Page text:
In typical modern pressurized water reactors (PWRs), the Reactor Coolant System (RCS), shown in the figure, consists of:

All RCS components are located inside the containment building.

At normal operation, there is a compressed liquid water inside the reactor vessel, loops and steam generators.  The pressure is maintained at approximately 16MPa. At this pressure water boils at approximately 350°C (662°F).  Inlet temperature of the water is about 290°C (554°F). The water (coolant) is heated in the reactor core to approximately 325°C (617°F) as the water flows through the core. As it can be seen, the reactor contains approximately 25°C subcooled coolant (distance from the saturation).This high pressure is maintained by the pressurizer, a separate vessel that is connected to the primary circuit (hot leg) and partially filled with water (partially with saturated steam) which is heated to the saturation temperature (boiling point) for the desired pressure by submerged electrical heaters. Temperature in the pressurizer can be maintained at 350 °C. At normal conditions, about 60% of volume of pressurizer occupies the compressed water and about 40% of volume occupies the saturated steam.

Volumes of typical PWR are in the following table.

It is an illustrative example, following data do not correspond to any reactor design.

It must be noted the volume of coolant significantly changes with the temperature of the coolant. The total mass of the coolant remains always the same, a change in water volume is not a change in water inventory. The reactor coolant volume changes with temperature because of changes in density. Most substances expand when heated and contract when cooled. However, the amount of expansion or contraction varies, depending on the material. This phenomenon is known as thermal expansion. The change in volume of a material which undergoes a temperature change is given by following relation:

where ∆T is the change in temperature, V is the original volume, ∆V is the change in volume, and αV is the coefficient of volume expansion.

The volumetric thermal expansion coefficient for water is not constant over the temperature range and increases with the temperature (especially at 300°C), therefore the change in density is not linear with temperature (as indicated in the figure).

See also: Steam Tables

At normal conditions the total volume of coolant in the reactor coolant system is almost constant. On the other hand, during transient load conditions the volume can significantly change. These changes are naturally reflected in a change in pressurizer water level. When the average temperature of reactor coolant goes gradually down, the total water volume is also decreasing, which lowers the pressurizer level. On a gradual load pick-up, the increase in reactor coolant average temperature causes the total water volume to expand, which raises the pressurizer level. These effects must be controlled by pressurizer level control system.

## Control Volume – Control Volume Analysis

A control volume is a fixed region in space chosen for the thermodynamic study of mass and energy balances for flowing systems. The boundary of the control volume may be a real or imaginary envelope. The control surface is the boundary of the control volume.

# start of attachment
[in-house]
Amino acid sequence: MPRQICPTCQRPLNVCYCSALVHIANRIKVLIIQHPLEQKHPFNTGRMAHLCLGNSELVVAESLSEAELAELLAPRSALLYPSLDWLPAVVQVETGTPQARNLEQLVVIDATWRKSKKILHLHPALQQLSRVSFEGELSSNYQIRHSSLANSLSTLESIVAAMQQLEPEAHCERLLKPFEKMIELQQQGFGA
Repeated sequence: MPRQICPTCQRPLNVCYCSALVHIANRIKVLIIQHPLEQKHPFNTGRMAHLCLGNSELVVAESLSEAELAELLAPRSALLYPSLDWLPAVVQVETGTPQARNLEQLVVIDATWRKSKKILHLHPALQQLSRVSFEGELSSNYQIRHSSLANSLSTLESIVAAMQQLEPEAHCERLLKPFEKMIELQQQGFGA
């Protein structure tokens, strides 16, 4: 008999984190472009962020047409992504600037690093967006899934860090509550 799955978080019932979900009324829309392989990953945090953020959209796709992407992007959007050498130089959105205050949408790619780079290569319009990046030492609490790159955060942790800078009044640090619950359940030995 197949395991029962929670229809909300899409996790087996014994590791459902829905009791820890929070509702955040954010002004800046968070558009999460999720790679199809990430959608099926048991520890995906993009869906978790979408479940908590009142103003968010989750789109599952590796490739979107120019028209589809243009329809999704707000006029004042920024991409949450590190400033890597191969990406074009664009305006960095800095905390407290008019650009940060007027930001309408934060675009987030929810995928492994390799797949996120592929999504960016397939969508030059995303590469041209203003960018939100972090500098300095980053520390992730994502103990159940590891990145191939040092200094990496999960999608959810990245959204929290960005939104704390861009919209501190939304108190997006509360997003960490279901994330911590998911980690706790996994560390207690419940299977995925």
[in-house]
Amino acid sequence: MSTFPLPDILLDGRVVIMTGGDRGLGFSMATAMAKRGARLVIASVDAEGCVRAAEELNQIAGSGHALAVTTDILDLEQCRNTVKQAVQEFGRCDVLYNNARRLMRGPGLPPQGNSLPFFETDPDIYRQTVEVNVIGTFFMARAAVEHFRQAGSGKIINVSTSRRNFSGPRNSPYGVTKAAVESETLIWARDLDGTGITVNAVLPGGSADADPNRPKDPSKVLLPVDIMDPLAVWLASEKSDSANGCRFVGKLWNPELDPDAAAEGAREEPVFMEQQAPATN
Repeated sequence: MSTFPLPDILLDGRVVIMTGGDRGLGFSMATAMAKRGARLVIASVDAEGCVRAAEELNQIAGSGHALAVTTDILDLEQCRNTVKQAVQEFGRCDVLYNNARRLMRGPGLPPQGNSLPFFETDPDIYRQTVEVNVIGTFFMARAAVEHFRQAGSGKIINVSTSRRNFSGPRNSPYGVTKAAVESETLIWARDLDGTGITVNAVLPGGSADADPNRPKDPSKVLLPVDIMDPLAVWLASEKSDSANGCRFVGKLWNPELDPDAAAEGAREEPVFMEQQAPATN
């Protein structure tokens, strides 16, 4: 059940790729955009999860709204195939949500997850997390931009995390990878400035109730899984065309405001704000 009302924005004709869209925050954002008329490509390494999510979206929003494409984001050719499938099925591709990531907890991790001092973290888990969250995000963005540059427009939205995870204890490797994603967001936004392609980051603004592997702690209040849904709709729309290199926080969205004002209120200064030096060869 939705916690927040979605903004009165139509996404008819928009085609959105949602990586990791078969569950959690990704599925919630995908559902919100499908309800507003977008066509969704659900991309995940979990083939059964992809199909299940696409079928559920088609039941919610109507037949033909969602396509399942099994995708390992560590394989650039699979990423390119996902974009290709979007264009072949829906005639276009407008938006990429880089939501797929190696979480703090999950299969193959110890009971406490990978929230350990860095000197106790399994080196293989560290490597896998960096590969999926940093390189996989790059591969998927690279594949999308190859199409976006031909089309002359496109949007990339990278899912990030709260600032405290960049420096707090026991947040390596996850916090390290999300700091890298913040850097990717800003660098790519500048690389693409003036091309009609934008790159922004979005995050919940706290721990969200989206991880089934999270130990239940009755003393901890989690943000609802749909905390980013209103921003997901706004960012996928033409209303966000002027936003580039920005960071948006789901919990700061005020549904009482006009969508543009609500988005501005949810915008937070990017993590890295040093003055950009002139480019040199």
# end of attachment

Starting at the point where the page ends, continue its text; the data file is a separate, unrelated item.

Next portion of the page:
A control volume analysis can be used for example to determine the rate of change of momentum for a fluid. In this analysis, we will consider a streamtube (control volume) as we did for the Bernoulli equation. In this control volume any change in momentum of the fluid within a control volume is due to the action of external forces on the fluid within the volume.

See also: Momentum Formula

As can be seen from the picture the control volume method can be used to analyze the law of conservation of momentum in fluid. Control volume is an imaginary surface enclosing a volume of interest. The control volume can be fixed or moving, and it can be rigid or deformable. In order to determine all forces acting on the surfaces of the control volume we have to solve the conservation laws in this control volume.

## Choosing a Control Volume

A control volume can be selected as any arbitrary volume through which fluid flows. This volume can be static, moving, and even deforming during flow. In order to solve any problem we have to solve basic conservation laws in this volume. It is very important to know all relative flow velocities to the control surface and therefore it is very important to define exactly the boundaries of the control volume during an analysis.

## Example: Water Jet Striking a Stationary Plate

A stationary plate (e.g. blade of a watermill) is used to deflect water flow at a velocity of 1 m/s and at an angle of 90°. It occurs at atmospheric pressure and the mass flow rate is equal to Q =1 m3/s.

1. Calculate the pressure force.
2. Calculate the body force.
3. Calculate the total force.
4. Calculate the resultant force.

Solution

1. The pressure force is zero as the pressure at both the inlet and the outlets to the control volume are atmospheric.
2. As the control volume is small we can ignore the body force due to the weight of gravity.
3. Fx = ρ.Q.(w1x – w2x) = 1000 . 1 . (1 – 0) = 1000 N
Fy = 0
F = (1000, 0)
4. The resultant force on the plane is the same magnitude but in the opposite direction as the total force F (friction and weight are neglected).

The water jet exerts on the plate the force of 1000 N in the x-direction.

References:
Reactor Physics and Thermal Hydraulics:
1. J. R. Lamarsh, Introduction to Nuclear Reactor Theory, 2nd ed., Addison-Wesley, Reading, MA (1983).
2. J. R. Lamarsh, A. J. Baratta, Introduction to Nuclear Engineering, 3d ed., Prentice-Hall, 2001, ISBN: 0-201-82498-1.
3. W. M. Stacey, Nuclear Reactor Physics, John Wiley & Sons, 2001, ISBN: 0- 471-39127-1.
4. Glasstone, Sesonske. Nuclear Reactor Engineering: Reactor Systems Engineering, Springer; 4th edition, 1994, ISBN: 978-0412985317
5. Todreas Neil E., Kazimi Mujid S. Nuclear Systems Volume I: Thermal Hydraulic Fundamentals, Second Edition. CRC Press; 2 edition, 2012, ISBN: 978-0415802871
6. Zohuri B., McDaniel P. Thermodynamics in Nuclear Power Plant Systems. Springer; 2015, ISBN: 978-3-319-13419-2
7. Moran Michal J., Shapiro Howard N. Fundamentals of Engineering Thermodynamics, Fifth Edition, John Wiley & Sons, 2006, ISBN: 978-0-470-03037-0
8. Kleinstreuer C. Modern Fluid Dynamics. Springer, 2010, ISBN 978-1-4020-8670-0.
9. U.S. Department of Energy, THERMODYNAMICS, HEAT TRANSFER, AND FLUID FLOW. DOE Fundamentals Handbook, Volume 1, 2 and 3. June 1992.

## See also:

Thermodynamic Properties